Thursday, December 18, 2003

A resourceful reader tipped Andrew Sullivan on the duplicitous views of the NYTimes editorial board regarding Saddam Hussein and the threat to the world.

"Saddam Hussein has long been an obsession for the world, and particularly the United States. Yet Iraq was so cut off from the outside that it was impossible for anyone — including, it seems, American intelligence officials — to get a clear picture of who he really was... George W. Bush's Saddam Hussein was both vicious and efficient — a combination that made him a clear and imminent threat to international security. He not only had the will to harm his neighbors and the United States, he had the means. He was rapidly expanding an arsenal of biological and chemical weapons while steadily moving closer to becoming a nuclear power. He was so clever and well organized that he might surprise the world with nuclear weapons at any time. And although his regime was a secular one, it was so single-minded in its anti-Americanism that it was undoubtedly working with the radical Islamist terrorists of Al Qaeda." - New York Times editorial, December 17, 2003.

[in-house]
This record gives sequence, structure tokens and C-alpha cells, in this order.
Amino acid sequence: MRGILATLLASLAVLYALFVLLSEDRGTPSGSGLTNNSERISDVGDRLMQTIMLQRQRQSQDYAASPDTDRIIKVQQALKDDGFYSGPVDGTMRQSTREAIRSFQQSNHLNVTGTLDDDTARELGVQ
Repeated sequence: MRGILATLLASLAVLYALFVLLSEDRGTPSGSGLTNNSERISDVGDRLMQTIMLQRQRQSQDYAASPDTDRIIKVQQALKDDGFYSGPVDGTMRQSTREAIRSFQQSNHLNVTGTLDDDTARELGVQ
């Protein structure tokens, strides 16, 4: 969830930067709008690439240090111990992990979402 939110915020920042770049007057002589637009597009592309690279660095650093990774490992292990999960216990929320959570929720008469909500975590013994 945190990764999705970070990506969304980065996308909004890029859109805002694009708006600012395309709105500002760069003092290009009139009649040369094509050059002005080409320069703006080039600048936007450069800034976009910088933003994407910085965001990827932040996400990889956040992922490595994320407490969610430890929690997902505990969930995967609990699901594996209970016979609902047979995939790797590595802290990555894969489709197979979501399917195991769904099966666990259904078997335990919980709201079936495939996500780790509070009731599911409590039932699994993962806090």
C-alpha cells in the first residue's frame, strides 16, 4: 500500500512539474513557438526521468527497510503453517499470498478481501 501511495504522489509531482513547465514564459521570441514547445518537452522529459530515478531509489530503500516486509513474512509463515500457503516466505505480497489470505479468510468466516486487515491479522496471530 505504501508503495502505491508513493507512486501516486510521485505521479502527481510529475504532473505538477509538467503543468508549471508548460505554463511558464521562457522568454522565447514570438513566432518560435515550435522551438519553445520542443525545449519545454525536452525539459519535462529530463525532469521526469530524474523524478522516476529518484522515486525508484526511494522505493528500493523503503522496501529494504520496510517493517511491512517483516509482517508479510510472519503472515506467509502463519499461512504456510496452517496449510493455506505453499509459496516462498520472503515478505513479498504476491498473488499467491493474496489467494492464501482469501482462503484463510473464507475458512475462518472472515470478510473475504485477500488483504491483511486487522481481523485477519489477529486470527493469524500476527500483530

"Mr. Bush's blunt assessment of the Iraqi threat and the need for a firm, united response by the United Nations were well put. Iraq, with its storehouses of biological toxins, its advanced nuclear weapons program, its defiance of international sanctions and its ambitiously malignant dictator, is precisely the kind of threat that the United Nations was established to deal with. Betting on the good faith of Saddam Hussein or trusting that the problem will fade away is unrealistic. As Mr. Bush said, after a decade of Iraqi defiance the U.N. faces a defining moment and a test of its purpose and resolve." - New York Times editorial, September 13, 2002.

And yes, the UN punted with the democrats and the liberal media proving the blocking.

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